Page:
~Zhihao

The Cardinalmaniacs08
We are 3 seniors who decided that we wanted to make the most of our final year of Cardinal sports as undergrads. We set a goal of attending 100 sporting events and are documenting the entire experience on our blog. We're currently at game No. 120 and are gunning for 150. The USC football game was without a doubt one of the highlights so far. We are also hoping to go to every single men's basketball game (home and away). You can view our game recaps, away games travelling schedule and learn more about us at: http://cardinalmaniacs.blogspot.com/
~Albert, Alex & Zhihao

8. Actual analysis of the Cornell game: Shutting down top guys.

Yeah, I'm admittedly light in that category, and yeah, it is nominally my job, but come on, it's Cornell, we were ahead by 36 at one point, everyone looked great. It's really hard to evaluate how we're going to do against a team with a pulse after this exhibition. (Although Mitch Johnson's struggles to stay in front of Louis Dale, as posters have mentioned, were neither a surprise nor a positive omen.) But what stood out most to me was our ability to stay on Cornell's two sharpest shooters, Ryan Wittman and Louis Dale.

I think the biggest difference between the NBA and college basketball is that while everyone in the NBA can create and knock down open looks, only two or three guys are real scoring threats on most college basketball teams. Teams that are exceptions (like UCLA and USC) are both rare, and also present real problems, particularly for us.

That's because, at most times, we have two or three guys on the court (Washington, Robin Lopez, a healthy Goods, Fields and Hill on longer, but slower guys, Finger on a guy his size) who are great defenders. If the other team has only two or three real scorers, this works out really well for us. Look at Ryan Anderson or Jon Brockman's struggles. But if the other team can light it up from everywhere, well, our weaker defenders (Johnson, Brown, Finger against a bigger guy) have to be guarding someone and the results aren't pretty. (By the way, Four Marquette players reached double figures against Kentucky.)

But Cornell's only real threats were Ryan Wittman and Louis Dale, each guys who shoot over 40 percent from the field and from deep. They were a combined 1-of-15 in the first half, and Cornell shot just 16 percent on the period. Mission accomplished.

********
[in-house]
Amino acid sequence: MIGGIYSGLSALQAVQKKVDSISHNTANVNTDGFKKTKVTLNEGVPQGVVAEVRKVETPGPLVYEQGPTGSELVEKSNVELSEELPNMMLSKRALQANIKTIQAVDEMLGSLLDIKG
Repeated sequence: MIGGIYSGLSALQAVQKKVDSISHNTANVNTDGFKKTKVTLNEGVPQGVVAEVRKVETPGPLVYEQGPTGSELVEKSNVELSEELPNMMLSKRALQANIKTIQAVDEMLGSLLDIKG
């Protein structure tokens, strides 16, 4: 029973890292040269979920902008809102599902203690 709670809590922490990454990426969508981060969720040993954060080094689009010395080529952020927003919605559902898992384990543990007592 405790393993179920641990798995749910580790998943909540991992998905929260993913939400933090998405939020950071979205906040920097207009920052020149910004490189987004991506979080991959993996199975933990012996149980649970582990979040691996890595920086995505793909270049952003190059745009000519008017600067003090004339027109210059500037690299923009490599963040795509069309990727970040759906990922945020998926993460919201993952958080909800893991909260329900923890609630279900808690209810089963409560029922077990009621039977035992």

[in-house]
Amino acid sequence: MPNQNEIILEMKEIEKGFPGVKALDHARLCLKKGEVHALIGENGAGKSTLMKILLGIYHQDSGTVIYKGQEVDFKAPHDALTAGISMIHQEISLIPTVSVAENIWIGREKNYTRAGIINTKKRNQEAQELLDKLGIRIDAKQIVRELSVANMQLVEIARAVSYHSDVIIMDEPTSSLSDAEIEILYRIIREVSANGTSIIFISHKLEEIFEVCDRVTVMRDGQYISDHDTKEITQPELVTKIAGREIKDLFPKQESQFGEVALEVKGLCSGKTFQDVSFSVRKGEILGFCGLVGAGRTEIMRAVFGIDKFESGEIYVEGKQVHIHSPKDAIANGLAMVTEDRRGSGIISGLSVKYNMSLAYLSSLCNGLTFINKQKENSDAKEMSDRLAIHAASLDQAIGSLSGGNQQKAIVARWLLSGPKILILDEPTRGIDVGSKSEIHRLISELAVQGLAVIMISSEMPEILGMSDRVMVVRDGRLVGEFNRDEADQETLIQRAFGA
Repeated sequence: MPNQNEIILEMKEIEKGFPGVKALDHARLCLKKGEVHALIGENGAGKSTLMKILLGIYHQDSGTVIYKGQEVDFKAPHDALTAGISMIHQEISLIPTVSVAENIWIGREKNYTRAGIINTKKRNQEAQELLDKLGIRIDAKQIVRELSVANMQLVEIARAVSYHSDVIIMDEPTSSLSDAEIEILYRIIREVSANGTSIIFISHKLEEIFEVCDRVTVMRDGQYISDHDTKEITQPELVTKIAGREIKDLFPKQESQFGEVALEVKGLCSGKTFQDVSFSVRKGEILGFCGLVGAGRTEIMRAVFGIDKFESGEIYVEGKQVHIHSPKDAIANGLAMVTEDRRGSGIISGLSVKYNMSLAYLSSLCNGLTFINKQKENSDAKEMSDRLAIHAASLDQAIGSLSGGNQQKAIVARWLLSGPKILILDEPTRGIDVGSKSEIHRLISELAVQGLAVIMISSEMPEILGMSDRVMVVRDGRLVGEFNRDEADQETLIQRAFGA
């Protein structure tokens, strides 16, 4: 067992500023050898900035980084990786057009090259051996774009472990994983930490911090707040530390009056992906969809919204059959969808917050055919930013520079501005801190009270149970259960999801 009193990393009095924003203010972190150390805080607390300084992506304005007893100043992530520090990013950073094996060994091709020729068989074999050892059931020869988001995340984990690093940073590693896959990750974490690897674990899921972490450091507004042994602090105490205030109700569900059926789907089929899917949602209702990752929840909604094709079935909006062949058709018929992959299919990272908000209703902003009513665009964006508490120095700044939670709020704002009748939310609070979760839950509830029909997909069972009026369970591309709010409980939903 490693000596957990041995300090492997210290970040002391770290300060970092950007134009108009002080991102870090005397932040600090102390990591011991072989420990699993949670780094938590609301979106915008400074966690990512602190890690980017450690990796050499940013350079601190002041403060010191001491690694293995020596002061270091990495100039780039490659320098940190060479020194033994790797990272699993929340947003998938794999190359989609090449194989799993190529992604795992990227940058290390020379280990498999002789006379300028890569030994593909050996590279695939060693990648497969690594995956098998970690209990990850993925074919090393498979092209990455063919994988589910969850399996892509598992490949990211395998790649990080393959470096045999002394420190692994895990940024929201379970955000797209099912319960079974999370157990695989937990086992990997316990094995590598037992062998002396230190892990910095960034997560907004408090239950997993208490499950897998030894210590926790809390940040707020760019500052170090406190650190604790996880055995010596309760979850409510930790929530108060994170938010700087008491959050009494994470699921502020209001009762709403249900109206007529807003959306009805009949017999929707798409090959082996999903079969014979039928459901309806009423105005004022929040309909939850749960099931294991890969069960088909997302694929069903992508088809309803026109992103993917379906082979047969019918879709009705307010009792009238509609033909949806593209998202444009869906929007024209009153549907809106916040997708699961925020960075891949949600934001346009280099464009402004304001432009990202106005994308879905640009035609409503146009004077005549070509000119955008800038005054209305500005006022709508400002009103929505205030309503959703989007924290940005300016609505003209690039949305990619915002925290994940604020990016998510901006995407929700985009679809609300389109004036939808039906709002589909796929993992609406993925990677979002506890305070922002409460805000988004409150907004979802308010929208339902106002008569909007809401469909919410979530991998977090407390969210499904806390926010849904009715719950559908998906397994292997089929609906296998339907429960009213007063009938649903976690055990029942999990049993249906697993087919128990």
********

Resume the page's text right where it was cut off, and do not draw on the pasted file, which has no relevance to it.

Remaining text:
"They've got quite a few guys, Fields and Hill, who are pretty long on the perimeter," Wittman said. "So then, you know, they have the two seven-footers down low. So even if you shot fake and try to drive in the lane, they can alter shots as well. But, you know, they're a great defensive team, probably one of the best defensive teams we've played all year."

9. Around the Tournament: 14 of the 16 top seeds winning, and virtually all of them in sleepers? This is easily the most boring Opening Day of the Tournament in memory.

Around the Pac-10: Boo for USC, and aww shucks for Arizona, who played hard but came up short.

Hurrah for UCLA, who allowed 29 points, the fewest anyone's ever scored since the field's expanded to 64. I know it's mandatory for every talking head to say that a 16 will beat a one-seed any year now. However, given how many more resources top-level schools throw into college basketball now versus 20 years ago, how many more crappy conferences and auto-bids there are now versus 20 years ago and how much more attention is spent to recruiting and, as a result, how many fewer top players slip through the cracks, it seems that the opposite would be true. I don't think a #16 will beat a #1 in the next ten years.

Bottom line on the conferences though: No one remembers if the SEC's fifth-place teams won or lost their first or second round games. Or if their top two teams won by one or 21 in that first weekend. All people remember is Florida chopping down the nets twice (and Joakim Noah's ugly visage. Similarly, all that's going to matter for the Pac-10, on the heels of perhaps its best season ever, is how far the league's top teams go. If two Pac-10 squads can slip into the Final Four, everyone's going to be singing the Left Coast's praises. (I also think this is a big reason the ACC's so overrated and the Pac-10 so underrated. One league has two great teams and a bunch of mediocre ones pretty consistently, while the other has five good teams, but no great ones many years.)

10. To come: I'll be interviewing Marquette's Scout.com publisher tomorrow, and should have his thoughts up shortly. Marquette reminds me a lot of another six-seed with a ton of athleticism and not that much inside: USC. (Sorry, never bought the Gibson hype.) And everyone knows how bad the Trojans have made us look. (For the record, I predicted we'd cover the spread easily today, I'm not a total pessimist.)

In the meantime, how about some self-promotion? I'm surprised none of my fellow curmudgeons on the site have commented on a feature about the changing student body (http://daily.stanford.edu/article/2008/3/6/sixthManShortage ). And here's my newspaper-style recap from the Cornell contest: (http://daily.stanford.edu/article/2008/3/15/stanford77Cornell53UglyButItWorks ).

Let's hope Stanford keeps it up Saturday.